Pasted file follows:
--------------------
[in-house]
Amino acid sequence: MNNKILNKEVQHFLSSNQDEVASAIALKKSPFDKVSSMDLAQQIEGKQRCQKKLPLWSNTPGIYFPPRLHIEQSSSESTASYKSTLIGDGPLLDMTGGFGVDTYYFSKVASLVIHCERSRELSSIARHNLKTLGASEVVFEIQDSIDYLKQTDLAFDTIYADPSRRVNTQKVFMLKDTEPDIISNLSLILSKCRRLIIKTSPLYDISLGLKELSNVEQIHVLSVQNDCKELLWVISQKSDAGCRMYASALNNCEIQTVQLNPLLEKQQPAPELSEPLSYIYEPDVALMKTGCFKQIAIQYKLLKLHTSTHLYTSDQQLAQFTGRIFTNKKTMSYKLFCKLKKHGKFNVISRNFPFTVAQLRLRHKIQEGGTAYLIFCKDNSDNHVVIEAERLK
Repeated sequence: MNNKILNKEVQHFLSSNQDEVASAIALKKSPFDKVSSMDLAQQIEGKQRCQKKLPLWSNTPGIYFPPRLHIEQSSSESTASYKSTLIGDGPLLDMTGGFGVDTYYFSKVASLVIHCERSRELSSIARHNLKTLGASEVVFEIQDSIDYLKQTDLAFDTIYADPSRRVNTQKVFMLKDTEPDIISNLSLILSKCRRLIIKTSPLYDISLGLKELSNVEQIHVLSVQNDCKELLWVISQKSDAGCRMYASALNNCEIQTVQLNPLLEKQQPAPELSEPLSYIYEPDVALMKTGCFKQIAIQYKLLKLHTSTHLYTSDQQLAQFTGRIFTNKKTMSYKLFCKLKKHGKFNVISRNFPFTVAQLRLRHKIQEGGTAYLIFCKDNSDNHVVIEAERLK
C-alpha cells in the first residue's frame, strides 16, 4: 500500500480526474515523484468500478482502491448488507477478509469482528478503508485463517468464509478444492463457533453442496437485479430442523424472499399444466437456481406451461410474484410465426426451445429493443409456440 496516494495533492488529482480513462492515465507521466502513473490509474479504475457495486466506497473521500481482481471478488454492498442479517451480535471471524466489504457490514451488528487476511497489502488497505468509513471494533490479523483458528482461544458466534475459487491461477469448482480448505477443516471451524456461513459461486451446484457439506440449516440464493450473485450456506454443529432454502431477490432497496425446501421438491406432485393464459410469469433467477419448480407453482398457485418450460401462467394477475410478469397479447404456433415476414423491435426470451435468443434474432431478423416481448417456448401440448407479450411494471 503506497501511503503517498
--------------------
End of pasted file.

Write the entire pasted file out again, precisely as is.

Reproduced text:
[in-house]
Amino acid sequence: MNNKILNKEVQHFLSSNQDEVASAIALKKSPFDKVSSMDLAQQIEGKQRCQKKLPLWSNTPGIYFPPRLHIEQSSSESTASYKSTLIGDGPLLDMTGGFGVDTYYFSKVASLVIHCERSRELSSIARHNLKTLGASEVVFEIQDSIDYLKQTDLAFDTIYADPSRRVNTQKVFMLKDTEPDIISNLSLILSKCRRLIIKTSPLYDISLGLKELSNVEQIHVLSVQNDCKELLWVISQKSDAGCRMYASALNNCEIQTVQLNPLLEKQQPAPELSEPLSYIYEPDVALMKTGCFKQIAIQYKLLKLHTSTHLYTSDQQLAQFTGRIFTNKKTMSYKLFCKLKKHGKFNVISRNFPFTVAQLRLRHKIQEGGTAYLIFCKDNSDNHVVIEAERLK
Repeated sequence: MNNKILNKEVQHFLSSNQDEVASAIALKKSPFDKVSSMDLAQQIEGKQRCQKKLPLWSNTPGIYFPPRLHIEQSSSESTASYKSTLIGDGPLLDMTGGFGVDTYYFSKVASLVIHCERSRELSSIARHNLKTLGASEVVFEIQDSIDYLKQTDLAFDTIYADPSRRVNTQKVFMLKDTEPDIISNLSLILSKCRRLIIKTSPLYDISLGLKELSNVEQIHVLSVQNDCKELLWVISQKSDAGCRMYASALNNCEIQTVQLNPLLEKQQPAPELSEPLSYIYEPDVALMKTGCFKQIAIQYKLLKLHTSTHLYTSDQQLAQFTGRIFTNKKTMSYKLFCKLKKHGKFNVISRNFPFTVAQLRLRHKIQEGGTAYLIFCKDNSDNHVVIEAERLK
C-alpha cells in the first residue's frame, strides 16, 4: 500500500480526474515523484468500478482502491448488507477478509469482528478503508485463517468464509478444492463457533453442496437485479430442523424472499399444466437456481406451461410474484410465426426451445429493443409456440 496516494495533492488529482480513462492515465507521466502513473490509474479504475457495486466506497473521500481482481471478488454492498442479517451480535471471524466489504457490514451488528487476511497489502488497505468509513471494533490479523483458528482461544458466534475459487491461477469448482480448505477443516471451524456461513459461486451446484457439506440449516440464493450473485450456506454443529432454502431477490432497496425446501421438491406432485393464459410469469433467477419448480407453482398457485418450460401462467394477475410478469397479447404456433415476414423491435426470451435468443434474432431478423416481448417456448401440448407479450411494471 503506497501511503503517498